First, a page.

It’s hard to believe, but the Closing Ceremony of the Winter Olympics is already upon us. Who will be there? Which athlete will bear the American flag? Will the Olympic rings work properly this time around? And what will become of Fisht Olympic Stadium when all the festivities end? For answers to these and even more burning questions, check out the whole collection here.
What happens to that stadium after the Winter Olympics conclude?
Fisht Olympic Stadium, the site of the Closing Ceremony, will be used for the upcoming Paralympic Games before becoming a venue for the Russian national soccer team. The 40,000-seat stadium will be a site for the 2018 FIFA World Cup in Russia, and it also will serve as a training center for future Winter Olympians. In addition, it’s expected to be used as a concert venue and for other large events, according to the Sochi Olympic Organizing Committee.
Does everyone go to the Closing Ceremony?
No. Athletes can leave the Games after their particular events have concluded, and many go home for media tours after big wins. For instance, as any dedicated TODAY viewer knows, slopestyle skiing medalists Gus Kenworthy, Joss Christensen and Nick Goepper were in New York on Thursday to appear on TODAY with Kathie Lee Gifford and Hoda Kotb. That trio has been on a full media blitz since sweeping the medals in slopestyle skiing in Sochi earlier in the Games.
But some athletes have left Sochi for more distressing reasons. Several Ukrainian athletes returned home due to worries about their family members and friends in Kiev, where deadly riots have raged. The Ukrainian athletes who do stay for the Closing Ceremony have been permitted to wear black armbands if they wish in memory of victims of the protests.
Chilean skier Noelle Barahona tried to return home over the weekend to be with her family and friends in the wake of a massive earthquake in Chile, but she could not get a flight. Reassured that people back home were safe, she is staying for the Closing Ceremony. Her two teammates, Maui Gayme and Jorge Mandru, have already left Sochi for France and Seattle, respectively.
How much money and effort go into the Closing Ceremony compared with the Opening Ceremony?
The Closing Ceremony is a spectacle, but not on the level (or cost) of the Opening Ceremony. While the Sochi Games are the most expensive Olympics, Winter or Summer, in history — with a reported price tag of $51 billion — no breakdown has been released for the costs of the Opening and Closing Ceremonies.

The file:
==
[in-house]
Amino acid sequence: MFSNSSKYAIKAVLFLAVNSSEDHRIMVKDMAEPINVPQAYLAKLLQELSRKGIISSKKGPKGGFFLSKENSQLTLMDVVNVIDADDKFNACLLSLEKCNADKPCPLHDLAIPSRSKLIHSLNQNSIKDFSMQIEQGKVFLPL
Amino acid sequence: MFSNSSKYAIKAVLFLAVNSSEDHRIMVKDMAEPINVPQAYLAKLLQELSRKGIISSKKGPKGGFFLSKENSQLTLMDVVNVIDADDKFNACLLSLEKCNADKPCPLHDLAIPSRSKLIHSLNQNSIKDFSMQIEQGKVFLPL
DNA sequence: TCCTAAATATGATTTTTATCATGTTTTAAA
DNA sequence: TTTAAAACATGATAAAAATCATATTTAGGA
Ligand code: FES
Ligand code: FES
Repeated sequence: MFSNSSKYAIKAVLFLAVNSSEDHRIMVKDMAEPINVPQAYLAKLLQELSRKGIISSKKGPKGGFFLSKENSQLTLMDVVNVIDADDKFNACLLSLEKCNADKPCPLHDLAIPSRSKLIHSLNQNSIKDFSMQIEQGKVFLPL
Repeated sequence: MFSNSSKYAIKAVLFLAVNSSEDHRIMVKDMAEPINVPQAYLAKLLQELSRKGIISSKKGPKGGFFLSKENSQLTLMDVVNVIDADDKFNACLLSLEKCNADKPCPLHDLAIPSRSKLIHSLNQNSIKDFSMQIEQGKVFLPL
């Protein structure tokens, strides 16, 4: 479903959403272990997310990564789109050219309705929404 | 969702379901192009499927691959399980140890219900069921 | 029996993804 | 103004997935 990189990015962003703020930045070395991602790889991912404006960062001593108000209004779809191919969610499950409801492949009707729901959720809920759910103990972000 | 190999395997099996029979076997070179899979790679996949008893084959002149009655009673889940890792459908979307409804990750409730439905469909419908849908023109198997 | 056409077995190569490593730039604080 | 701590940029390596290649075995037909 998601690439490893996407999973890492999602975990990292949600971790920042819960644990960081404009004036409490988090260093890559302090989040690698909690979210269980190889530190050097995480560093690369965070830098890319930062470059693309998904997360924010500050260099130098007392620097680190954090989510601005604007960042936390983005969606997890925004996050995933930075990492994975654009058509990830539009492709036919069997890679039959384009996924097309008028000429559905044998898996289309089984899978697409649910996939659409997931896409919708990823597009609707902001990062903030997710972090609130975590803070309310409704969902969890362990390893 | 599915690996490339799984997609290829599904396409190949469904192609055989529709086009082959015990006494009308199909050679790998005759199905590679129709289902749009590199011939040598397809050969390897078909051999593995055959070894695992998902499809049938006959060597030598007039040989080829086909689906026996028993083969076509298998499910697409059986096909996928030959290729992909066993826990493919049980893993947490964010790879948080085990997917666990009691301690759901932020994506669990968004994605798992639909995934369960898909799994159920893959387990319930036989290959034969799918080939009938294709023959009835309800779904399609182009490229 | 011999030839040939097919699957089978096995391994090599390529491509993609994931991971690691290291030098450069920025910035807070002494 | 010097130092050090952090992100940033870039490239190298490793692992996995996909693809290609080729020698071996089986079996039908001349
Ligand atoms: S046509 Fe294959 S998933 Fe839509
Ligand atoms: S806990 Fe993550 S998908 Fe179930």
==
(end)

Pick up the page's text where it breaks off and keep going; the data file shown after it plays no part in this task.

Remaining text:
The Opening Ceremony at the 2012 Summer Olympics in London, directed by Academy Award winner Danny Boyle, cost a reported $45 million and was watched by a worldwide audience of 900 million, according to Reuters. The Closing Ceremony in London, featuring performers like George Michael and the Spice Girls, cost $33 million and was viewed by 750 million people worldwide.
At the last Winter Olympics in Vancouver in 2010, the Opening Ceremony had a budget of $40 million, with just under $20 million devoted to the Closing Ceremony.
Will there be any reference to the 2018 Winter Olympics?
Part of the tradition at the Closing Ceremony is the symbolic acknowledgement of the next country to host a Winter Olympics, which will be in Pyeongchang, South Korea, in 2018. Accordingly, on Sunday a jazz vocalist, soprano, pianist and musician from South Korea will perform after the flag-handover ceremony from Russia to South Korea.
Will the five Olympic rings open after failing to do so during the Opening Ceremony?
The mechanical glitch has reportedly been fixed. Olympic organizers say there will not be a repeat of the “four rings and a snowflake” malfunction from the Opening Ceremony when one of the five snowflakes failed to morph into an Olympic ring.
Will there be any special guests among the U.S. delegation?
Though she missed the Opening Ceremony because of her mother’s illness, tennis legend Billie Jean King will be part of the U.S. delegation at the Closing Ceremony. King, who is openly gay, was selected by President Barack Obama as part of the delegation before the Games. Russia has faced criticism over its controversial anti-gay propaganda law enacted last summer.
"While I am not planning to protest or demonstrate, I am concerned with the treatment of the LGBT community in Russia and throughout the world,’’ King wrote in a first-person piece for CNN last month. “I want the LGBT community living in Russia to know they are not alone and I hope others realize this is not only a gay rights issue, but a global concern for human rights and equality.”
Will the same U.S. athlete carry the flag for the American delegation at the Closing Ceremony?
No, a different athlete is selected by his or her peers to carry the flag for each ceremony. Six-time Olympian Todd Lodwick, a skier who competes in the Nordic combined, carried the flag at the Opening Ceremony. For the Closing Ceremony, U.S. women’s hockey player Julie Chu, a four-time Olympian who was part of the silver-medal-winning team in Sochi, has been selected by her fellow U.S. Olympians to carry the flag.
“I might physically be getting a chance to carry the flag, but it’s really because our women’s hockey team has been such an inspiration,’’ Chu said Friday on TODAY.
Also, the U.S. athletes will not follow the flag bearer, which is a tradition that began at the 1956 Olympics in Melbourne. The flag bearers of each nation will come out in their own procession together, and then the athletes from each country will emerge separate from the flag bearers.